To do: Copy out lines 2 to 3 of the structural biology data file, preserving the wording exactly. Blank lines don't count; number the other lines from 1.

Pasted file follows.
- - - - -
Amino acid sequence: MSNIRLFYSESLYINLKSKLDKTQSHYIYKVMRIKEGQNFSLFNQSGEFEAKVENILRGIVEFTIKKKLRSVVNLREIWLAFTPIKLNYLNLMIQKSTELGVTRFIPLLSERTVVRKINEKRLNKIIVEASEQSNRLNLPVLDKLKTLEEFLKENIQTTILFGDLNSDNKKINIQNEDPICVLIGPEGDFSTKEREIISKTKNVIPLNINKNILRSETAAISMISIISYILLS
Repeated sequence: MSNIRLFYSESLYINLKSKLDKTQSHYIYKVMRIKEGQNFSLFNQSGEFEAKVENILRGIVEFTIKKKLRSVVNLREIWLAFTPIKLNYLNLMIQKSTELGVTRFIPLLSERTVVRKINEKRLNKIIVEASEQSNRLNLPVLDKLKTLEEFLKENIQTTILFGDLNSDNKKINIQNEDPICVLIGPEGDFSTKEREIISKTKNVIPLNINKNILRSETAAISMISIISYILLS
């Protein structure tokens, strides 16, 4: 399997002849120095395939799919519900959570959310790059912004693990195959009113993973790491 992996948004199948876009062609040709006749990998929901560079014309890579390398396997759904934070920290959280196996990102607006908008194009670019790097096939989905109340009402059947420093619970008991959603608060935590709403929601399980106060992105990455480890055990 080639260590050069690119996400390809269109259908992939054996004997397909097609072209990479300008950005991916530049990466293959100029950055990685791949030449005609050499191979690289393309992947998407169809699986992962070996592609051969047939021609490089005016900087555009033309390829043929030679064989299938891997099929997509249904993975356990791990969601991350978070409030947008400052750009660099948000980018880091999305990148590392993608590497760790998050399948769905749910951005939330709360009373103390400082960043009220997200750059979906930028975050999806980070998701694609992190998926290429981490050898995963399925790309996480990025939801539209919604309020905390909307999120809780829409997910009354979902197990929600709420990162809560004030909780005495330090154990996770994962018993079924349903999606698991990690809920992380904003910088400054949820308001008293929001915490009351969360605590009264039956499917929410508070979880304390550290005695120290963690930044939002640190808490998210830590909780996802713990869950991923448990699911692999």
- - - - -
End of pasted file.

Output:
Repeated sequence: MSNIRLFYSESLYINLKSKLDKTQSHYIYKVMRIKEGQNFSLFNQSGEFEAKVENILRGIVEFTIKKKLRSVVNLREIWLAFTPIKLNYLNLMIQKSTELGVTRFIPLLSERTVVRKINEKRLNKIIVEASEQSNRLNLPVLDKLKTLEEFLKENIQTTILFGDLNSDNKKINIQNEDPICVLIGPEGDFSTKEREIISKTKNVIPLNINKNILRSETAAISMISIISYILLS
């Protein structure tokens, strides 16, 4: 399997002849120095395939799919519900959570959310790059912004693990195959009113993973790491 992996948004199948876009062609040709006749990998929901560079014309890579390398396997759904934070920290959280196996990102607006908008194009670019790097096939989905109340009402059947420093619970008991959603608060935590709403929601399980106060992105990455480890055990 080639260590050069690119996400390809269109259908992939054996004997397909097609072209990479300008950005991916530049990466293959100029950055990685791949030449005609050499191979690289393309992947998407169809699986992962070996592609051969047939021609490089005016900087555009033309390829043929030679064989299938891997099929997509249904993975356990791990969601991350978070409030947008400052750009660099948000980018880091999305990148590392993608590497760790998050399948769905749910951005939330709360009373103390400082960043009220997200750059979906930028975050999806980070998701694609992190998926290429981490050898995963399925790309996480990025939801539209919604309020905390909307999120809780829409997910009354979902197990929600709420990162809560004030909780005495330090154990996770994962018993079924349903999606698991990690809920992380904003910088400054949820308001008293929001915490009351969360605590009264039956499917929410508070979880304390550290005695120290963690930044939002640190808490998210830590909780996802713990869950991923448990699911692999």